Prague, May 21 (RFE/RL) -- There will be no papal
visit this year to Ukraine. And none is likely in the foreseeable
Pope John Paul II wanted to go to Ukraine this year to take part in
celebrations marking the 400th anniversary of founding of the Greek
Catholic Church there.
The Greek Catholic Church - also known as the Uniate Church - was
set up in 1596. It recognizes the pope as spiritual head, but uses
eastern Orthodox rites.
Long associated with Ukrainian nationalist movements, the Church was forcibly merged after the World War II by the Communists into the
Russian Orthodox Church, which took over its churches and property.
Most Greek Catholic priests were sent into exile to Central Asian
The Church was re-legalized only in 1991 and is now particularly
active in western Ukraine, most notably in the areas surrounding the
city of Lviv. It has about five-million followers.
The anniversary of the Church's founding is being currently marked
by special services and mass pilgrimages in many parts of western
Ukraine. The concluding ceremonies are to take place in the Vatican
Speaking two days ago in the western Ukrainian village of
Zarvanytsya, visiting Cardinal Idris Cassidy said that religious
tension in Ukraine is too sharp for the pope to visit the country.
"You have to have a climate by which the visit would promote the
ecumenical cause and not create difficulties," said the cardinal, who
serves as the Vatican's special envoy for ecumenical unity.
Cassidy was taking part in a local religious pilgrimage, but had
earlier held talks in Kyiv with Ukrainian President Leonid Kuchma and
other officials. Kuchma had told the pope during last year's visit to
the Vatican that religious conflicts in Ukraine made a visit
inopportune. He is likely to have reiterated this view in the talks
Indeed, during recent years there have been almost continuing
disputes between various religious groups in Ukraine, prompting
powerful spiritual but also nationalistic tension in the country.
Major problems have affected the Orthodox Church, which split four
years ago into two: the Russian Orthodox Church and the Ukrainian
Independent Orthodox Church. The latter was set up as part of the
general movement for Ukraine's independence from Russia. Its
supporters tend to be strongly nationalistic and regard other
orthodox believers as servants of Moscow.
The Russian Orthodox Church continues to recognize the authority of
the Patriarch of Moscow and has refused to accept the new Ukrainian
Church as legitimate. But the Russian Church's supporters still
constitute a majority of Ukrainian believers
The split within the Ortodox Church and tension in relations with
the Greek Catholic Church have led to disputes over property. Several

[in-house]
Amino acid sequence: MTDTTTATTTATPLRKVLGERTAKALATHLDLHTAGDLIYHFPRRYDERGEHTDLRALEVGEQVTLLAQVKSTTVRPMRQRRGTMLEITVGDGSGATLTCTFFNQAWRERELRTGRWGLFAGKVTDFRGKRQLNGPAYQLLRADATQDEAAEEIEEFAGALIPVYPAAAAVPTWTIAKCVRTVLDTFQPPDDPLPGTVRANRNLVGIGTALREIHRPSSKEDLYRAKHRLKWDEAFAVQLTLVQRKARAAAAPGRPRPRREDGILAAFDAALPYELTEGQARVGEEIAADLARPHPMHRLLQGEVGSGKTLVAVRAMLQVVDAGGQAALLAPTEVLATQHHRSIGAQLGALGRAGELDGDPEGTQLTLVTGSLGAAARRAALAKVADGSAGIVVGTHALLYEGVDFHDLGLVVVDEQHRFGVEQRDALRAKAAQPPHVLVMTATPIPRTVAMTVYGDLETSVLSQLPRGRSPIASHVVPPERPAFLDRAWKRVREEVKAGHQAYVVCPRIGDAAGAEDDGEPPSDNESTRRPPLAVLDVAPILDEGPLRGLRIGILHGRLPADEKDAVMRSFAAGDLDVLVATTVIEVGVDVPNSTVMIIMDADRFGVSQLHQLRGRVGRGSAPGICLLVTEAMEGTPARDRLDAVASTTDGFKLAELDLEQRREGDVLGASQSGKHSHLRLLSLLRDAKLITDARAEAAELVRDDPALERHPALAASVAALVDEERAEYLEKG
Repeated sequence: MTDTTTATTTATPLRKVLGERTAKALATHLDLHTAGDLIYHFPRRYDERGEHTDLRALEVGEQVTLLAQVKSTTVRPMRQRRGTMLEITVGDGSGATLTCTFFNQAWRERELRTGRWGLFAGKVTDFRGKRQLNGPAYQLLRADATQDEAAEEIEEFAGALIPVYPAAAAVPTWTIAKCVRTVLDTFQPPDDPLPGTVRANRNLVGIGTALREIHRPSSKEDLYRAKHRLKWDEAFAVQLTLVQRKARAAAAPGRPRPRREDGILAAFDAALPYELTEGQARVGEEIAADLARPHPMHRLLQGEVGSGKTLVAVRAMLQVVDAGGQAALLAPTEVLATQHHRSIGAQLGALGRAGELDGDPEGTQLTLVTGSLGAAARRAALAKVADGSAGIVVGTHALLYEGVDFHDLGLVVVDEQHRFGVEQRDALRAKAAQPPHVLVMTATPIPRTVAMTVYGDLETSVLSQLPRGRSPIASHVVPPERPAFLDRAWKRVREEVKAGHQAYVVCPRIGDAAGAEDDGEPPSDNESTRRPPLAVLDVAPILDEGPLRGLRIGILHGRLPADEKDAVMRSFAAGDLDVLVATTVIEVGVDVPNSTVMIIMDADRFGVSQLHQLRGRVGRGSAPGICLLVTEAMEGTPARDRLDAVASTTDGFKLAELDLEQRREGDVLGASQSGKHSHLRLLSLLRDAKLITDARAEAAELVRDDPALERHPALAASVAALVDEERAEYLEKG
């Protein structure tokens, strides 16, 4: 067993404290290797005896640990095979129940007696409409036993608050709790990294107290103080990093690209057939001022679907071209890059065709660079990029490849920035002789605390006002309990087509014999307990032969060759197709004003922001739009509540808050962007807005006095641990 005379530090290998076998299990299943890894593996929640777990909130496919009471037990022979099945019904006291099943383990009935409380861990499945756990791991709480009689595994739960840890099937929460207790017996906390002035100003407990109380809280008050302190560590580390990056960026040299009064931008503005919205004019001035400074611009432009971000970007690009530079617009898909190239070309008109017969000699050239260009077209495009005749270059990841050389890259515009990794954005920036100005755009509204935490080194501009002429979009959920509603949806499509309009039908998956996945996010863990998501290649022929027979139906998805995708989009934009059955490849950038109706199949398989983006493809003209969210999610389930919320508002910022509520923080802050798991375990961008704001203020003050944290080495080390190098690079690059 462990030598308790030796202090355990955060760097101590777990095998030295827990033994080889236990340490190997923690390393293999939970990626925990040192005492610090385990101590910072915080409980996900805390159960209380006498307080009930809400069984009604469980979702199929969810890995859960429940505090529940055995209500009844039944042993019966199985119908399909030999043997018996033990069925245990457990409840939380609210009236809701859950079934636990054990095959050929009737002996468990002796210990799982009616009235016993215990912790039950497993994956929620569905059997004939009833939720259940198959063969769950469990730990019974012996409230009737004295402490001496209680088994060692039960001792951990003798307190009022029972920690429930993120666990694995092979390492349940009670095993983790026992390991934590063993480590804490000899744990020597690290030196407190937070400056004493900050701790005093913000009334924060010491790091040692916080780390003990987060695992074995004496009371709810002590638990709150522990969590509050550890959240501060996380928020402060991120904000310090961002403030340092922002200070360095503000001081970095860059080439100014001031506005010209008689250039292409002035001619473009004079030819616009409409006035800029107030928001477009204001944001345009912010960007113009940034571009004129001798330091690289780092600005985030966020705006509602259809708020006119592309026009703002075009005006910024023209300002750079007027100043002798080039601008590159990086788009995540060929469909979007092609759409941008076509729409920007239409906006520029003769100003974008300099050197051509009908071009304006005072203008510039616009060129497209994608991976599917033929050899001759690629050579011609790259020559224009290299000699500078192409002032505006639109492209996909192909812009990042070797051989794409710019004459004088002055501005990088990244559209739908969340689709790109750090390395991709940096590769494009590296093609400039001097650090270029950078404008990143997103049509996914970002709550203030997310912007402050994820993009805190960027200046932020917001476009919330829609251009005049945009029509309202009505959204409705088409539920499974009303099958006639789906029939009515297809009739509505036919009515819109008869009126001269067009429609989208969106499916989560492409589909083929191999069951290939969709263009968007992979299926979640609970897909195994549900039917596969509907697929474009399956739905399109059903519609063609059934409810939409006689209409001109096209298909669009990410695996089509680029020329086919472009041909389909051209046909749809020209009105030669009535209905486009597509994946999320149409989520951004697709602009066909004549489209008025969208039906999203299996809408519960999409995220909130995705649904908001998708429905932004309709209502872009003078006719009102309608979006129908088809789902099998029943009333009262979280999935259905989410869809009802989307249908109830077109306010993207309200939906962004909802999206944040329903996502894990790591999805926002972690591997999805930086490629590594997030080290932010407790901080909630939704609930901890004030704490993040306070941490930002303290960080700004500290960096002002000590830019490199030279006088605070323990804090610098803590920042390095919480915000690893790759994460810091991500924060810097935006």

churches in Ukraine have been closed as a result of these disputes.
The Ukrainian government insists that there can be no
state-supported religion in the country. But this stand, in itself,
creates occasional problems.
This was particularly evident when the police forcibly prevented the burial of Patriarch Volodymyr of the Ukrainian Independent Orthodox Church in Kyiv's Cathedral of St. Sophia.
One of the most sacred shrines of the world Orthodox religion, the
cathedral was turned by the Soviet authorities into a museum.
The government's reason for the refusal to allow burial in the
cathedral was that it is still a museum. But Volodymyr's followers
charged that the government's decision was politically motivated and
reflected its alleged preference for the Russian Church.
Patriarch Volodymyr was eventually buried in a makeshift grave dug
by his followers in pavement in front of the cathedral. The Ukrainian
Independent Orthodox Church is still insisting that the remains be
put into the cathedral itself; and the government still says no.
To makes matters more complicated, the Ukrainian Church itself
suffered an internal split, when some of its followers accused the
current Patriarch Filaret of having cooperated with the Communist
party and security police during the Soviet era, and established their
own Ukrainian Autocephalous Orthodox Church.
In addition to the division within Ukraine's Orthodox Church and a
continuing dispute between them and the Greek Catholic Church, there
is also a latent conflict between all of them and the relatively
small Roman Catholic Church which is active in western Ukraine. The
Roman Church has been portrayed as a vestige of Polish political and
cultural influence in Ukraine.
It is unlikely that the divisions among Ukraine's various Churches
will be resolved in the foreseeable future. And recurrent flare-ups
of tension between them often affect Ukrainian politics and
operations of government.